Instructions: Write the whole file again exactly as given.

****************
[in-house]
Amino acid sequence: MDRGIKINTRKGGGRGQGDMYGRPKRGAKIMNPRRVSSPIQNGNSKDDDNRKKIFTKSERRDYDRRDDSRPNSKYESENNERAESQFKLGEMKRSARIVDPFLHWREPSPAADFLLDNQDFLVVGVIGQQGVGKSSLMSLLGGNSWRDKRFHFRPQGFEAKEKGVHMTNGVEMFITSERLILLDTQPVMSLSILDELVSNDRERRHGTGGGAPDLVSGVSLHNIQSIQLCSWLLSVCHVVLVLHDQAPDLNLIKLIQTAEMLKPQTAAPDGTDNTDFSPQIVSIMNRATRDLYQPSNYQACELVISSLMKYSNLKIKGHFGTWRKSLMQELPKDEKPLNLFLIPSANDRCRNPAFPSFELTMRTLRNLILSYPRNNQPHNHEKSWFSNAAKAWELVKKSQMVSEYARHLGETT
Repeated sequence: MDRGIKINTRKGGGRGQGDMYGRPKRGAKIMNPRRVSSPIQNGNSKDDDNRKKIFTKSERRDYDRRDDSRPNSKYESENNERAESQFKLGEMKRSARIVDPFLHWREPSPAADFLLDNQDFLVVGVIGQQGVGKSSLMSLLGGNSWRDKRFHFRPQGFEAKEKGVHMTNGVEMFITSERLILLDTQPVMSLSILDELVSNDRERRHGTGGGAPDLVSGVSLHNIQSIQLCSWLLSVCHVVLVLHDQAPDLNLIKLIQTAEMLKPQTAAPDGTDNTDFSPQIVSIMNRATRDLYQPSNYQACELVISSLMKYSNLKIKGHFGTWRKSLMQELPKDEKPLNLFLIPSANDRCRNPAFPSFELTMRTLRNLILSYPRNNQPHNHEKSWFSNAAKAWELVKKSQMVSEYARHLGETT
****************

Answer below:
[in-house]
Amino acid sequence: MDRGIKINTRKGGGRGQGDMYGRPKRGAKIMNPRRVSSPIQNGNSKDDDNRKKIFTKSERRDYDRRDDSRPNSKYESENNERAESQFKLGEMKRSARIVDPFLHWREPSPAADFLLDNQDFLVVGVIGQQGVGKSSLMSLLGGNSWRDKRFHFRPQGFEAKEKGVHMTNGVEMFITSERLILLDTQPVMSLSILDELVSNDRERRHGTGGGAPDLVSGVSLHNIQSIQLCSWLLSVCHVVLVLHDQAPDLNLIKLIQTAEMLKPQTAAPDGTDNTDFSPQIVSIMNRATRDLYQPSNYQACELVISSLMKYSNLKIKGHFGTWRKSLMQELPKDEKPLNLFLIPSANDRCRNPAFPSFELTMRTLRNLILSYPRNNQPHNHEKSWFSNAAKAWELVKKSQMVSEYARHLGETT
Repeated sequence: MDRGIKINTRKGGGRGQGDMYGRPKRGAKIMNPRRVSSPIQNGNSKDDDNRKKIFTKSERRDYDRRDDSRPNSKYESENNERAESQFKLGEMKRSARIVDPFLHWREPSPAADFLLDNQDFLVVGVIGQQGVGKSSLMSLLGGNSWRDKRFHFRPQGFEAKEKGVHMTNGVEMFITSERLILLDTQPVMSLSILDELVSNDRERRHGTGGGAPDLVSGVSLHNIQSIQLCSWLLSVCHVVLVLHDQAPDLNLIKLIQTAEMLKPQTAAPDGTDNTDFSPQIVSIMNRATRDLYQPSNYQACELVISSLMKYSNLKIKGHFGTWRKSLMQELPKDEKPLNLFLIPSANDRCRNPAFPSFELTMRTLRNLILSYPRNNQPHNHEKSWFSNAAKAWELVKKSQMVSEYARHLGETT